Recently in Analysis Category

Analysis of Numbers

In the Star Tribune article from New York Times, they report about 5 genes that are linked to Alzheimer's.

There really aren't a lot of numbers being used. There are a few percentages, population number and just a few numbers that show certain rates.

Although there aren't a lot of numbers to help bring out the story, it is still very interesting and the numbers that they do use do bring a certain light to the story.

The article focuses on the death of Geraldine Ferraro who was the first female running mate of

In the AP article about filmmaker Michael Moore's appearance at Madison, Wis., protest, the journalist writes only a few responses from the crowd. The journalist writes that the crowd "roared" and that they "yelled 'thank you'" to Michael Moore. There isn't much audience reaction as I thought they would focus on. They seemed to focus really little on his speech as well, only touching on his speech three to four times throughout the article. There are instances where they use direct quotes with paraphrases and sometimes there are just paraphrases.

Because they only touch on Moore's speech three to four times, there isn't much of the "quote-support" structure that most speeches are written like. Since there's not a lot of references to Moore's speech, there were very few supports. Although the supports kind of worked as a way to remind the reader what the issue was about by touching on the subject of Gov. Scott Walker and his budget bill.

Structure Analysis

The article I chose to analyze is the most recently posted article on CNN.com, that focuses on the reaction of the people of Egypt as they heard President Mubarak announce Friday evening that he was stepping down.

I am using this article because as I am writing this blog, it was released 13 minutes ago and it would be interesting to go back to it once in a while and see how the different paragraphs are moved and where the journalist put certain information. Since it is a short article, this is how it looks when I first saw it:


Cairo, Egypt (CNN) -- Demonstrations that began with quiet determination on the Internet more than three weeks ago erupted into riotous jubilation Friday evening, moments after Egyptian President Hosni Mubarak announced he would step aside.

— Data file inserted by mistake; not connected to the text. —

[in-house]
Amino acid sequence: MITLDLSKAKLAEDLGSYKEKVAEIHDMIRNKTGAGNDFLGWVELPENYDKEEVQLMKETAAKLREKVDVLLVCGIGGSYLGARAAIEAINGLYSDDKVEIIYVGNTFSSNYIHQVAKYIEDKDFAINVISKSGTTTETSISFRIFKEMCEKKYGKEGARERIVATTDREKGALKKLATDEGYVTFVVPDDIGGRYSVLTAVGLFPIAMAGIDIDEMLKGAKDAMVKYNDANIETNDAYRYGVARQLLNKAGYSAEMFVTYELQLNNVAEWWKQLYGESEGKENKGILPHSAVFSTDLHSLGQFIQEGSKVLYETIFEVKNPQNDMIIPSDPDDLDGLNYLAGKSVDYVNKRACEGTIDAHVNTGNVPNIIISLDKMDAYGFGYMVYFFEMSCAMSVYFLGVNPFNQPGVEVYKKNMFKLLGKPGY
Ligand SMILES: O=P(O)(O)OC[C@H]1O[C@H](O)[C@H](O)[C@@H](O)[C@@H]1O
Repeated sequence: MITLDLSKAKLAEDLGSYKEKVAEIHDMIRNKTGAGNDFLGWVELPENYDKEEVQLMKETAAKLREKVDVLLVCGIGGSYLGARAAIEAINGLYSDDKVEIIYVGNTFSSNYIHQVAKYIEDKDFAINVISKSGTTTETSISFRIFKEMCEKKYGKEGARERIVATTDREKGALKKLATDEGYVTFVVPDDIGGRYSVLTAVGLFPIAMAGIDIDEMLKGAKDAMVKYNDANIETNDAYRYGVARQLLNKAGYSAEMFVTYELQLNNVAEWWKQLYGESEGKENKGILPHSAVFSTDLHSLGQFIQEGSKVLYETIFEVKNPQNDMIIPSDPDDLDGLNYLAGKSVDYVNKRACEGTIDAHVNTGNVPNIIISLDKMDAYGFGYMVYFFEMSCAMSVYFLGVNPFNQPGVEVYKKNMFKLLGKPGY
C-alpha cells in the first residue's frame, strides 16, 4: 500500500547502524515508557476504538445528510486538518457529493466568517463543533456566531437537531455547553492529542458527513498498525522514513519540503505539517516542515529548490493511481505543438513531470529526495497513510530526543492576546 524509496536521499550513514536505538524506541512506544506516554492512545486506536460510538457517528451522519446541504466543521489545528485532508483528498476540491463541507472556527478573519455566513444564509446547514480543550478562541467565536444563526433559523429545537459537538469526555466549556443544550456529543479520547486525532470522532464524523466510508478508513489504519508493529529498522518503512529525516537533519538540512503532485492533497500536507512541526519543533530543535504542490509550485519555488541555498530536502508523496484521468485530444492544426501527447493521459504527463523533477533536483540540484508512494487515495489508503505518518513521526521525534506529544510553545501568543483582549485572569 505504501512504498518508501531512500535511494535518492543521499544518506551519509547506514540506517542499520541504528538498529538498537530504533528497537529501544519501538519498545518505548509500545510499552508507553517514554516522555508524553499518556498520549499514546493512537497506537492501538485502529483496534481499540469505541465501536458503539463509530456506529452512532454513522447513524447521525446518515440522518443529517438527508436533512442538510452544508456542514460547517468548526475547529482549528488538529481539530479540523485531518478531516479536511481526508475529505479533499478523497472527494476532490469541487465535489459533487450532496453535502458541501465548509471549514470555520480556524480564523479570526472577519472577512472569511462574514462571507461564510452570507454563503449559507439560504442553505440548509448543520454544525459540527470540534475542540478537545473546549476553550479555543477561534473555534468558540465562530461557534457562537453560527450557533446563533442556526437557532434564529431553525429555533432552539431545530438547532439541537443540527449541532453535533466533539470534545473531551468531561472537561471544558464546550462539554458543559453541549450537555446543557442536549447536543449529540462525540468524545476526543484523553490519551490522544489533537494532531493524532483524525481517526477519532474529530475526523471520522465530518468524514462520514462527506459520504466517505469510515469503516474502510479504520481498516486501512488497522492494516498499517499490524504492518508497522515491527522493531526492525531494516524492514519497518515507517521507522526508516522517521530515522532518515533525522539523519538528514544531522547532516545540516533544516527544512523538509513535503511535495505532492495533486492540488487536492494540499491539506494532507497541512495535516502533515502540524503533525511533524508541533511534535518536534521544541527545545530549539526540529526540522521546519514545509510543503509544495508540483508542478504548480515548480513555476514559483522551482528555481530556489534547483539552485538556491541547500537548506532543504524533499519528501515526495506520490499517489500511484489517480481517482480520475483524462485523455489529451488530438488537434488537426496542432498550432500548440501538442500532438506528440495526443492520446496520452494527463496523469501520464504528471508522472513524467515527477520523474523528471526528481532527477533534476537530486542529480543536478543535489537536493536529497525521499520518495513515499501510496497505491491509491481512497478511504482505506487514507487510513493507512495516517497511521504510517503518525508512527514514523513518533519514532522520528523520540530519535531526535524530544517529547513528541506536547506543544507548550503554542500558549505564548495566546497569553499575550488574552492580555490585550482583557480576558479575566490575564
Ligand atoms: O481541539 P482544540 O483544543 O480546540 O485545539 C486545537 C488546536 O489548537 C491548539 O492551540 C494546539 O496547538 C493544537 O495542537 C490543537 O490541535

Protesters swarmed army tanks that had been deployed to keep order, banged drums, blew whistles and frantically waved the Egyptian flag in celebration. They danced in circles and chanted.

Two men dropped to their knees and began to pray as soon as the news was announced.

"Freedom!" crowds chanted outside the white carved walls of the presidential palace.

"God is great," they shouted in Tahrir Square.

The reaction was quick to pour in across some of the same social networking sites that Egyptians used to help organize the historic protests.

"Egypt -- you are a shining light," one Twitter user posted in congratulations.


It gets right to the point and grabs the reader's attention by appealing to the emotional side. Right now there isn't much information that the journalist has gotten but I can see her adding more to the first or two paragraphs and leaving more of the personal reactions near the end. The lead and first paragraph is right to the point and gets the breaking news down.

Attribution Analysis of shooting article

For the CNN.com article about the shooting at Youngstown State University, there is a very good variety of sources used.

Six different sources were used for this article ranging from people who knew the victim on a personal level, the police, a spokesperson, the Ohio governor and the coroner.

The professional quotes/ attributions are scattered very well throughout the article and some quotes from the police are scattered throughout. However, the two attributions from people who knew the victim are kind of bunched at the bottom and seemed to just be squeezed in for more emotional effect.

The attribution is clearly written and is not misleading at all. It is very affective and the writer uses different forms of attributing instead of using just one style. Most of the quotes are from people but just a few are from public records.

Analysis of Leads

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The article I will be looking at is the Star Tribune one about the driver who died when he drove into a ditch, flipped his car and was ejected.

It recently just updated as I am writing this, but before it was a nice, straight, to-the-point lead that was very clear. Compared to the Pioneer Press lead, which was very wordy and seemed a bit too long, it was very concise and clear. It had attribution and was very nicely written. However, since it has been updated, the lead before did not have the time, while the new updated version does have the day the event happened.

The lead is written well even though there is limited about of information that is given at this time. The journalist does not have an identifier for the person but no information is known at this time.

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